Synopses & Reviews
Part of the fun of programming in Perl lies in tackling tedious tasks with short, efficient, and reusable code. Often, the perfect tool is the one-liner, a small but powerful program that fits in one line of code and does one thing really well.
In Perl One-Liners, author and impatient hacker Peteris Krumins takes you through more than 100 compelling one-liners that do all sorts of handy things, such as manipulate line spacing, tally column values in a table, and get a list of users on a system. This cookbook of useful, customizable, and fun scripts will even help hone your Perl coding skills, as Krumins dissects the code to give you a deeper understanding of the language.
You'll find one-liners that:
- Encode, decode, and convert strings
- Generate random passwords
- Calculate sums, factorials, and the mathematical constants π and e
- Add or remove spaces
- Number lines in a file
- Print lines that match a specific pattern
- Check to see if a number is prime with a regular expression
- Convert IP address to decimal form
- Replace one string with another
And many more! Save time and sharpen you coding skills as you learn to conquer those pesky tasks in a few precisely placed keystrokes with Perl One-Liners
Perl one-liners are small and awesome Perl programs that fit in one line of code and do one thing really well. Perl One-Liners showcases 130 short and compelling lines of code that do all sorts of handy, geeky things like numbering lines in a file; generating random passwords; encoding, decoding, and converting strings; calculating factorials; even checking to see if a number is prime with a regular expression. Author Peteris Krumins' dissections of each bit of code will help you gain a deeper understanding of the Perl language, and these Perl one-liners are sure to save you time and sharpen your sleight of hand.
About the Author
Peteris Krumins is a programmer, systems administrator, start-up manager, and all-around hacker. He is the cofounder of Browserling and Testling, and he runs the popular programming blog catonmat.net.
Table of Contents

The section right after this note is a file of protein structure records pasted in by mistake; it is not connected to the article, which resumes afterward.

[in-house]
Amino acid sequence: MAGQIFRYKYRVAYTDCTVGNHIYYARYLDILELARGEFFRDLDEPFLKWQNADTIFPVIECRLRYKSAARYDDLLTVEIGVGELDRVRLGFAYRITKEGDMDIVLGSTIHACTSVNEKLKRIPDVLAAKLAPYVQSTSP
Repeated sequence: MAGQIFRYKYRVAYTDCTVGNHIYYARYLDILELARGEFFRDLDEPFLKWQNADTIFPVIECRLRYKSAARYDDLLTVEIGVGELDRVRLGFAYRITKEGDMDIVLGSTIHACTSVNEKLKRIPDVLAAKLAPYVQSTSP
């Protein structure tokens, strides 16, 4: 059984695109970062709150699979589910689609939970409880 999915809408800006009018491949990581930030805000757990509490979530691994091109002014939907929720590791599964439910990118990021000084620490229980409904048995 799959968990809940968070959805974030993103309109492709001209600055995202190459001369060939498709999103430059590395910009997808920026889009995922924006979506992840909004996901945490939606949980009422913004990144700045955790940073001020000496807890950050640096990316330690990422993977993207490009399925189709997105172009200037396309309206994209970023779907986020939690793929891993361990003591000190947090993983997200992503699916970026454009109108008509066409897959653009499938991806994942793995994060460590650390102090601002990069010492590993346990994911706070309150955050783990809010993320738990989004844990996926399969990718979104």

About the Author; About the Technical Reviewer; Acknowledgments; Chapter 1: Introduction to Perl One-Liners; Chapter 2: Spacing; 2.1 2.1 Double-space a file; 2.2 2.2 Double-space a file, excluding the blank lines; 2.3 2.3 Triple-space a file; 2.4 2.4 N-space a file; 2.5 2.5 Add a blank line before every line; 2.6 2.6 Remove all blank lines; 2.7 2.7 Remove all consecutive blank lines, leaving only one; 2.8 2.8 Compress/expand all blank lines into N consecutive lines; 2.9 2.9 Double-space between all words; 2.10 2.10 Remove all spacing between words; 2.11 2.11 Change all spacing between words to one space; 2.12 2.12 Insert a space between all characters; Chapter 3: Numbering; 3.1 3.1 Number all lines in a file; 3.2 3.2 Number only non-empty lines in a file; 3.3 3.3 Number and print only non-empty lines in a file (drop empty lines); 3.4 3.4 Number all lines but print line numbers only for non-empty lines; 3.5 3.5 Number only lines that match a pattern; print others unmodified; 3.6 3.6 Number and print only lines that match a pattern; 3.7 3.7 Number all lines but print line numbers only for lines that match a pattern; 3.8 3.8 Number all lines in a file using a custom format; 3.9 3.9 Print the total number of lines in a file (emulate wc -l); 3.10 3.10 Print the number of non-empty lines in a file; 3.11 3.11 Print the number of empty lines in a file; 3.12 3.12 Print the number of lines in a file that match a pattern (emulate grep -c); 3.13 3.13 Number words across all lines; 3.14 3.14 Number words on each individual line; 3.15 3.15 Replace all words with their numeric positions; Chapter 4: Calculations; 4.1 4.1 Check if a number is a prime; 4.2 4.2 Print the sum of all fields on each line; 4.3 4.3 Print the sum of all fields on all lines; 4.4 4.4 Shuffle all fields on each line; 4.5 4.5 Find the numerically smallest element (minimum element) on each line; 4.6 4.6 Find the numerically smallest element (minimum element) over all lines; 4.7 4.7 Find the numerically largest element (maximum element) on each line; 4.8 4.8 Find the numerically largest element (maximum element) over all lines; 4.9 4.9 Replace each field with its absolute value; 4.10 4.10 Print the total number of fields on each line; 4.11 4.11 Print the total number of fields on each line, followed by the line; 4.12 4.12 Print the total number of fields on all lines; 4.13 4.13 Print the total number of fields that match a pattern; 4.14 4.14 Print the total number of lines that match a pattern; 4.15 4.15 Print the number π; 4.16 4.16 Print the number e; 4.17 4.17 Print UNIX time (seconds since January 1, 1970, 00:00:00 UTC); 4.18 4.18 Print Greenwich Mean Time and local computer time; 4.19 4.19 Print yesterday's date; 4.20 4.20 Print the date 14 months, 9 days, and 7 seconds ago; 4.21 4.21 Calculate the factorial; 4.22 4.22 Calculate the greatest common divisor; 4.23 4.23 Calculate the least common multiple; 4.24 4.24 Generate 10 random numbers between 5 and 15 (excluding 15); 4.25 4.25 Generate all permutations of a list; 4.26 4.26 Generate the powerset; 4.27 4.27 Convert an IP address to an unsigned integer; 4.28 4.28 Convert an unsigned integer to an IP address; Chapter 5: Working With Arrays and Strings; 5.1 5.1 Generate and print the alphabet; 5.2 5.2 Generate and print all the strings from "a" to "zz"; 5.3 5.3 Create a hex lookup table; 5.4 5.4 Generate a random eight-character password; 5.5 5.5 Create a string of specific length; 5.6 5.6 Create an array from a string; 5.7 5.7 Create a string from the command-line arguments; 5.8 5.8 Find the numeric values for characters in a string; 5.9 5.9 Convert a list of numeric ASCII values into a string; 5.10 5.10 Generate an array with odd numbers from 1 to 100; 5.11 5.11 Generate an array with even numbers from 1 to 100; 5.12 5.12 Find the length of a string; 5.13 5.13 Find the number of elements in an array; Chapter 6: Text Conversion and Substitution; 6.1 6.1 ROT13 a string; 6.2 6.2 Base64-encode a string; 6.3 6.3 Base64-decode a string; 6.4 6.4 URL-escape a string; 6.5 6.5 URL-unescape a string; 6.6 6.6 HTML-encode a string; 6.7 6.7 HTML-decode a string; 6.8 6.8 Convert all text to uppercase; 6.9 6.9 Convert all text to lowercase; 6.10 6.10 Uppercase only the first letter of each line; 6.11 6.11 Invert the letter case; 6.12 6.12 Title-case each line; 6.13 6.13 Strip leading whitespace (spaces, tabs) from the beginning of each line; 6.14 6.14 Strip trailing whitespace (spaces, tabs) from the end of each line; 6.15 6.15 Strip whitespace (spaces, tabs) from the beginning and end of each line; 6.16 6.16 Convert UNIX newlines to DOS/Windows newlines; 6.17 6.17 Convert DOS/Windows newlines to UNIX newlines; 6.18 6.18 Convert UNIX newlines to Mac newlines; 6.19 6.19 Substitute (find and replace) "foo" with "bar" on each line; 6.20 6.20 Substitute (find and replace) "foo" with "bar" on lines that match "baz"; 6.21 6.21 Print paragraphs in reverse order; 6.22 6.22 Print all lines in reverse order; 6.23 6.23 Print columns in reverse order; Chapter 7: Selectively Printing and Deleting Lines; 7.1 7.1 Print the first line of a file (emulate head -1); 7.2 7.2 Print the first 10 lines of a file (emulate head -10); 7.3 7.3 Print the last line of a file (emulate tail -1); 7.4 7.4 Print the last 10 lines of a file (emulate tail -10); 7.5 7.5 Print only lines that match a regular expression; 7.6 7.6 Print only lines that do not match a regular expression; 7.7 7.7 Print every line preceding a line that matches a regular expression; 7.8 7.8 Print every line following a line that matches a regular expression; 7.9 7.9 Print lines that match regular expressions AAA and BBB in any order; 7.10 7.10 Print lines that don't match regular expressions AAA and BBB; 7.11 7.11 Print lines that match regular expression AAA followed by BBB followed by CCC; 7.12 7.12 Print lines that are at least 80 characters long; 7.13 7.13 Print lines that are fewer than 80 characters long; 7.14 7.14 Print only line 13; 7.15 7.15 Print all lines except line 27; 7.16 7.16 Print only lines 13, 19, and 67; 7.17 7.17 Print all lines from 17 to 30; 7.18 7.18 Print all lines between two regular expressions (including the lines that match); 7.19 7.19 Print the longest line; 7.20 7.20 Print the shortest line; 7.21 7.21 Print all lines containing digits; 7.22 7.22 Print all lines containing only digits; 7.23 7.23 Print all lines containing only alphabetic characters; 7.24 7.24 Print every second line; 7.25 7.25 Print every second line, beginning with the second line; 7.26 7.26 Print all repeated lines only once; 7.27 7.27 Print all unique lines; Chapter 8: Useful Regular Expressions; 8.1 8.1 Match something that looks like an IP address; 8.2 8.2 Test whether a number is in the range 0 to 255; 8.3 8.3 Match an IP address; 8.4 8.4 Check whether a string looks like an email address; 8.5 8.5 Check whether a string is a number; 8.6 8.6 Check whether a word appears in a string twice; 8.7 8.7 Increase all integers in a string by one; 8.8 8.8 Extract the HTTP User-Agent string from HTTP headers; 8.9 8.9 Match printable ASCII characters; 8.10 8.10 Extract text between two HTML tags; 8.11 8.11 Replace all tags with ; 8.12 8.12 Extract all matches from a regular expression; Perl's Special Variables; A.1 Variable $_; A.2 Variable $.; A.3 Variable $/; A.4 Variable $\; A.5 Variables $1, $2, $3, and so on; A.6 Variable $,; A.7 Variable $"; A.8 Variable @F; A.9 Variable @ARGV; A.10 Variable %ENV; Using Perl One-Liners On Windows; B.1 Perl on Windows; B.2 Bash on Windows; B.3 Perl One-Liners in Windows Bash; B.4 Perl One-Liners in the Windows Command Prompt; B.5 Perl One-Liners in PowerShell; Perl1Line.Txt; C.1 Spacing; C.2 Numbering; C.3 Calculations; C.4 Working with Arrays and Strings; C.5 Text Conversion and Substitution; C.6 Selectively Printing and Deleting Lines; C.7 Useful Regular Expressions;